How common is laryngopharyngeal reflux? How to get rid of laryngopharyngeal reflux? Let’s find out about laryngopharyngeal reflux diagnosis and treatment!
Table of Contents
Laryngopharyngeal Reflux Meaning
Laryngopharyngeal reflux definition. What is laryngopharyngeal reflux? Laryngopharyngeal reflux is when acid from the stomach goes up the esophagus (the tube you use to swallow) and into the throat.
Laryngopharyngeal Reflux Causes
What causes laryngopharyngeal reflux? Laryngopharyngeal reflux is thought to cause chronic hoarseness when other causes of abnormal vocal fold vibration (like a tumor or nodules) have been ruled out by a laryngoscopy.
Gastroesophageal reflux disease (GERD) has also been linked to other symptoms, such as clearing the throat, throat pain, a persistent cough, a feeling of postnasal drip, esophageal spasm, and some cases of asthma.
Since less than half of people exposed to laryngeal acid have typical symptoms like heartburn and regurgitation, the lack of these symptoms should not be taken as proof that this is not the cause. Most people with laryngopharyngeal reflux, or symptomatic laryngopharyngeal reflux, as it is now called, do not meet the criteria for GERD when tested with a PH probe, so these two conditions need to be looked at separately. There are many different opinions about this condition, and it may not be as common as was once thought.
Laryngopharyngeal Reflux Diagnosis
Laryngopharyngeal Reflux Symptoms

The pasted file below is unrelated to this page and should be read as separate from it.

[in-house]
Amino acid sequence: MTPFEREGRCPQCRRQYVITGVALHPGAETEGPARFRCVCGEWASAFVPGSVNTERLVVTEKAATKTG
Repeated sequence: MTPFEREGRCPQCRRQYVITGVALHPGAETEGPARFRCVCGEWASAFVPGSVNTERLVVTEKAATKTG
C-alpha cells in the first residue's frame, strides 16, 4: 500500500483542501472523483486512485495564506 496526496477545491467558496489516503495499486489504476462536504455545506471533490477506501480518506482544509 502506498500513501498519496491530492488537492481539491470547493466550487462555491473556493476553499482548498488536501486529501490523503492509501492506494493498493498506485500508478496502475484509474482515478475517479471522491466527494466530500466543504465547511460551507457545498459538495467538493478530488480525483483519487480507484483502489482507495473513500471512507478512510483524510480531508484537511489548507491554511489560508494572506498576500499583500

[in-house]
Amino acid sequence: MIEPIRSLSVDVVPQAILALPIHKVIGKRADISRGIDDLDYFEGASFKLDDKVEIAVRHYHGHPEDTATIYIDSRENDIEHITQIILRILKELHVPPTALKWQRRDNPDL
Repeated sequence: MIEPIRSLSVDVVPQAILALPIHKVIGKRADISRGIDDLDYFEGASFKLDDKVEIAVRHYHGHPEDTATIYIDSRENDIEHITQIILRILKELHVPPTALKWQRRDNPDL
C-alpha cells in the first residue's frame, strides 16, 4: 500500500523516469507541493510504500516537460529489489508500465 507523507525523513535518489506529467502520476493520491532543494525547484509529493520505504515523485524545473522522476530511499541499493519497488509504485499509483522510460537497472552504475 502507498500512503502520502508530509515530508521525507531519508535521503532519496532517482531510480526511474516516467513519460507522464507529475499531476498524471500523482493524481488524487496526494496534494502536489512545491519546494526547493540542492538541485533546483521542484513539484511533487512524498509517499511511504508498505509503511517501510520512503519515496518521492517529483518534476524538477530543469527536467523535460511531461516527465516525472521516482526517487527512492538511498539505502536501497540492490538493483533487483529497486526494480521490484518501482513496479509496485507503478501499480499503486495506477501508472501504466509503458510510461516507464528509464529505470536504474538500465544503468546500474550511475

Signs and symptoms of laryngopharyngeal reflux
- Most often causes hoarseness, throat irritation, and a persistent cough.
- Most symptoms happen when a person stands up, and half of the patients don’t have heartburn.
- To rule out other causes of hoarseness, laryngoscopy is a must.
- The treatment with proton pump inhibitors is used to make the diagnosis.
- Proton-pump inhibitors don’t always work, which suggests that there are other causes.
Laryngopharyngeal Reflux Treatment and Management
Treatment of laryngopharyngeal reflux – What is laryngopharyngeal reflux medication? What is the best treatment for laryngopharyngeal reflux?
Laryngoscopy should be used to rule out other causes of dysphonia as the first step in the evaluation process. An otolaryngologist should also be consulted.
Since there is no gold standard for diagnosing this condition, many doctors choose to try a proton-pump inhibitor on a patient to see if it works. However, such an empirical test shouldn’t come before seeing the vocal folds to rule out other causes of hoarseness.
When used, the American Academy of Otolaryngology-Head and Neck Surgery recommends therapy with a full-strength proton-pump inhibitor (e.g., omeprazole 40 mg orally twice daily, or an equivalent) for at least 3 months. Patients may notice an improvement in their symptoms after 3 months, but the changes in the larynx usually take 6 months to go away.
If symptoms get better and stopping therapy makes them return, a proton-pump inhibitor is given again at the lowest effective dose for remission, usually daily but sometimes only when needed. Even though H-receptor antagonists are an alternative to proton-pump inhibitors, they are usually less effective and cost-effective.
Nonresponders should get pH tests and manometry. Twenty-four-hour pH monitoring of the pharynx is the best way to document laryngopharyngeal reflux and is recommended by some as the first step in treatment. However, it is more expensive, harder to do, and less available than lower esophageal monitoring alone.
Testing with a double pH probe (proximal and distal esophageal probes) is the best to evaluate since lower esophageal pH monitoring alone does not correlate well with laryngopharyngeal reflux symptoms. Oropharyngeal pH probe testing is available, but it is not known if it can predict how patients with laryngopharyngeal reflux will respond to treatment.
I hope you understand laryngopharyngeal reflux diagnosis and treatment guidelines.